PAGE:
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Shining a Light in the Dark World of Hockey

Shining a Light in the Dark World of Hockey

SOUTHAVEN, Miss. — November is one of my favorite months. My oldest son’s birthday is on Halloween, so we always enter November in a spirit of celebration and joy. My birthday is just two and a half weeks later, with Thanksgiving (for us in the US) usually a week or two after that. There’s family, fun, parties, and good food all month long.   
November is also my least favorite month. 
Movember. No shave November. Prostate and testicular cancer. Men’s mental health. Suicide.
I love that there is an entire month dedicated to raising awareness for these issues, but I hate that there’s still such a stigma surrounding it all.  
I’d grow a mustache if I could. I overcame all of my fears, self-doubt, and insecurity to put myself in a position of simply being kind to hockey players in the hopes that they’d know they’re not alone. Growing a ‘stash would be simple in comparison. Even if no one else was showing them kindness and they felt they had to operate at 110 percent all day long, they could see me and know there was someone who wanted nothing from them — someone they could turn to and trust without fail.   
I have wanted to revolutionize the ways of pro hockey, to change the world possibly. I’ve seen the statistics and read the stories from former and current players discussing their struggles with anxiety, depression, substance abuse, and suicidal thoughts. I’ve seen it first hand in players I know. Even when they know I can see that they’re not okay, they always keep up the facade of being okay.
I think it’s a habit, that’s what they’re trained to do. That’s the culture. Can’t show anything that could be taken as weakness; you could be mocked, ridiculed, or even lose your place on the team. If you lose your place on the team, what happens then? Who am I if I’m not playing hockey?
Here’s the kicker, though. You all have the same insecurities and fears; everyone does. Even the people who seem to have it all together, are so successful and happy – they’re insecure too. Those insecurities and self-doubts are sneaky, and they can grow into something more damaging and long term when you pretend it doesn’t exist. I think that’s why men’s mental health has become such an issue, they’re trained to not deal with it, to be “men” about it, and it just grows into something bigger, or pulls them into a deep dark hole they can’t climb out of alone.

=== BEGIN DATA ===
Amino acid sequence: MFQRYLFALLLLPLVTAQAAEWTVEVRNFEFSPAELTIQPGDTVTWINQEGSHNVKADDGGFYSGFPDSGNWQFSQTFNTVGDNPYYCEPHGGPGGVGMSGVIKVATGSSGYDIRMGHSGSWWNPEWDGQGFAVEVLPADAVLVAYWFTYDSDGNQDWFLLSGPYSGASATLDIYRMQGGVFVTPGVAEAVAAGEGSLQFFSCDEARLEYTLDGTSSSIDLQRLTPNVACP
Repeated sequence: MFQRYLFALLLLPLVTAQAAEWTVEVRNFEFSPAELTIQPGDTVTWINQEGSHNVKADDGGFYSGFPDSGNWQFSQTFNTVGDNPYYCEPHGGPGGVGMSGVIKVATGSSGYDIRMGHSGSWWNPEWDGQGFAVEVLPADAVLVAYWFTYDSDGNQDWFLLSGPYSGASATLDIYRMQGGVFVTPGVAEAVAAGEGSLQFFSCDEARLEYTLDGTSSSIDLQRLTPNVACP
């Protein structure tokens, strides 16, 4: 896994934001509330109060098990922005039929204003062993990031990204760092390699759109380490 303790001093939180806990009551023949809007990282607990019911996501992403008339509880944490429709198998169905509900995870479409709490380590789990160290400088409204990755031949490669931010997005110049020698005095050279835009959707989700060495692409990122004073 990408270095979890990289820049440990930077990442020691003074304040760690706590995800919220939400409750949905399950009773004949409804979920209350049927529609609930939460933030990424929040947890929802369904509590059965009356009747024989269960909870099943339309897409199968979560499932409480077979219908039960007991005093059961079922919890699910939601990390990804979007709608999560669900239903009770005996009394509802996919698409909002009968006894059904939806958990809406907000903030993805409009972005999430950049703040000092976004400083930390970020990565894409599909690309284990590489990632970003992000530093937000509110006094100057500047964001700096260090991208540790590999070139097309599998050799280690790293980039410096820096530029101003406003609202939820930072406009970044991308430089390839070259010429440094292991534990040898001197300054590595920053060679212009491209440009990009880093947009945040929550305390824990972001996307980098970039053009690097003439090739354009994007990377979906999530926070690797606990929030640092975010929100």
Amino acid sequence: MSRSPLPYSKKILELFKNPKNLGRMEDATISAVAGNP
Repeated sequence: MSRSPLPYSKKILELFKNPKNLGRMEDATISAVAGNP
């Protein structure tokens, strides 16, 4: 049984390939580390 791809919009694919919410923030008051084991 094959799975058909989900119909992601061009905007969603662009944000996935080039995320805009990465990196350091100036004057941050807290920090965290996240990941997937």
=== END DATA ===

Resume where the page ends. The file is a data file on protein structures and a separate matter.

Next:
I haven’t managed to change the world or the way people view and treat pro hockey players, but I like to think I’ve made at least a small difference to some of them. I love the beauty of hockey, photographing it is my favorite form of self-expression and art. The people in the photographs are the real reason I do what I do.  
This month, The Sin Bin team was encouraged to speak out about their struggles or experiences with mental health for Movember. I’m not really a writer and definitely not a man, so I’m probably not the most qualified to write about men’s mental health, but I wanted to share my view on it.
I could write about my struggles; how I was still in high school when I had my first panic attack while driving, which would’ve left me dead if I hadn’t had a friend in the car who took the wheel after I’d let go and tried to throw myself onto the floorboards. Or how I was diagnosed with anxiety and depression shortly after that, the medications and therapy, crippling postpartum depression after the birth of each of my three children. The panic attacks I still get in a moving vehicle when I’m tired, or I let my guard down, the irrational fears and worst-case scenarios always telling me no one likes me and trying to hurl me back down into the darkness – I will gladly share my story with anyone, just reach out and ask. If you’re just curious or if you want to feel less alone, I promise you’re not alone. Everyone has their personal darkness they’re dealing with, just as everyone has a light.